NotesFAQContact Us
Collection
Advanced
Search Tips
ERIC Number: ED202556
Record Type: RIE
Publication Date: 1981-Apr
Pages: 19
Abstractor: N/A
Reference Count: 0
ISBN: N/A
ISSN: N/A
General Education or Occupational Programs: Essential, Desired, or Unnecessary.
Baum, Harold J.
After discussing the conclusions of a Congressional Budget Office study, which recommended that federal aid be redirected from colleges to secondary programs more directly related to job training, this paper examines the need to plan general and technical education within the framework of national productivity. The decreasing productivity rate of the United States is noted first, as is America's increasing trade deficit and the decline of the domestic auto industry. The exacerbation of these problems by the frequent inability of industry to find workers who are competent in both basic skills and modern job-related technologies is examined prior to a discussion of the need to decrease the time lag between the training needs of emerging industries and curricular offerings. The paper then discusses the growing technological nature of the workplace, noting studies which forecast an increased demand for technically trained workers, increasing competition for middle-level supervisory positions, and a growing number of underemployed college graduates demanding technical training at community colleges. The paper concludes with suggestions urging colleges to: (1) provide basic skills training which will enable semi-literate young workers to compete for entry positions; (2) provide technical retraining for older workers who have not achieved supervisory positions; and (3) form a partnership with industry to allign the curriculum with needed job skills. (JP)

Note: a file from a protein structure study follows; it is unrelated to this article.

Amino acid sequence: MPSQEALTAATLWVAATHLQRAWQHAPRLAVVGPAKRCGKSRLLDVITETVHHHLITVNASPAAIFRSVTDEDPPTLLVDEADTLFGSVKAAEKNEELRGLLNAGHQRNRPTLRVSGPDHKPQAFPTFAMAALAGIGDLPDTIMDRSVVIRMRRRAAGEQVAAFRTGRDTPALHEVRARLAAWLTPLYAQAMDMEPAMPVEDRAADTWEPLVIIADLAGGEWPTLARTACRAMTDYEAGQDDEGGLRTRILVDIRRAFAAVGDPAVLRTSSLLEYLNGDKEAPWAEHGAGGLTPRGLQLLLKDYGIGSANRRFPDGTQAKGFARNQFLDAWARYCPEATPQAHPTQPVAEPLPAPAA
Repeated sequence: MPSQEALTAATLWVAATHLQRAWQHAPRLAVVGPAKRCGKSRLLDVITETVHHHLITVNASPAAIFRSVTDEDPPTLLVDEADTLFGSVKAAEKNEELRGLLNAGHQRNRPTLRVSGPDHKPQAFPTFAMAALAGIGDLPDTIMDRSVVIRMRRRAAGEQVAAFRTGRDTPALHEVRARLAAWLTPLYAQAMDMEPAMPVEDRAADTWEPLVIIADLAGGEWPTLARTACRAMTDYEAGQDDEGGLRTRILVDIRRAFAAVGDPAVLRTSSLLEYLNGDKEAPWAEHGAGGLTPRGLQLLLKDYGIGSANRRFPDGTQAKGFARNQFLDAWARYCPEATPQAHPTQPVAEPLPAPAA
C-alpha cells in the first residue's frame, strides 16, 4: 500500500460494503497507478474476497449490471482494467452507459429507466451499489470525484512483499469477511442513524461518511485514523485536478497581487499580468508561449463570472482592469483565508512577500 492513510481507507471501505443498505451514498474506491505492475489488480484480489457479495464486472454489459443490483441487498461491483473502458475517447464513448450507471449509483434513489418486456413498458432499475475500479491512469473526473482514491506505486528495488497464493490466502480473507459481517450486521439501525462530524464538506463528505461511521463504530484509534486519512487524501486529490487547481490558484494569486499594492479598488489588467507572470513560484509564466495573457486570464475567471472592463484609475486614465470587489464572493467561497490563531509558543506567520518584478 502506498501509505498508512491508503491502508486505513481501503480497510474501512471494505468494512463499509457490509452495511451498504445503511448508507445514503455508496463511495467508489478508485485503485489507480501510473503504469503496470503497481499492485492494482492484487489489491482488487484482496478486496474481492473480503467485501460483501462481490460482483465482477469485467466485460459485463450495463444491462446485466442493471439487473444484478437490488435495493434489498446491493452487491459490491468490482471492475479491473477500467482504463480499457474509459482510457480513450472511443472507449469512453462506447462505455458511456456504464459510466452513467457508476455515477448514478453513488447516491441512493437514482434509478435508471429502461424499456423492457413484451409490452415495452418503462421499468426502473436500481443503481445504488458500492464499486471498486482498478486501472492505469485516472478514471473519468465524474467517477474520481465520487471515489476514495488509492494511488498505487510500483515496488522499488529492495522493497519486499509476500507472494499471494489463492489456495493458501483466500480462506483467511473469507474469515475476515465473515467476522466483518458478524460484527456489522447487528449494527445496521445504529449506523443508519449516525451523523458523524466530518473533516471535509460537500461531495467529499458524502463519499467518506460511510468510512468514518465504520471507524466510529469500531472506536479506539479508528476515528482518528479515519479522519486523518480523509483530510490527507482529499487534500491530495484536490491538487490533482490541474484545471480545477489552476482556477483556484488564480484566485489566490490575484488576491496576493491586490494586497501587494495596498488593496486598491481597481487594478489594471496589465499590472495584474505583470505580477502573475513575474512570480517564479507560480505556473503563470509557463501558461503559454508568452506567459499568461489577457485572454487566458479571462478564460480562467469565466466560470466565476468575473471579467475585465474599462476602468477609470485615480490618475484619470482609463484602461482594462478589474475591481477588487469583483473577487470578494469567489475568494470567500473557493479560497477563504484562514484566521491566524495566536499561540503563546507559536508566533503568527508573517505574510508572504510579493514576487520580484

Publication Type: Speeches/Meeting Papers; Opinion Papers
Education Level: N/A
Audience: N/A
Language: English
Sponsor: N/A
Authoring Institution: N/A
Identifiers: N/A
Note: Paper presented at the Annual Convention of the American Association of Community and Junior Colleges (61st, Washington, DC, April 20-22, l98l).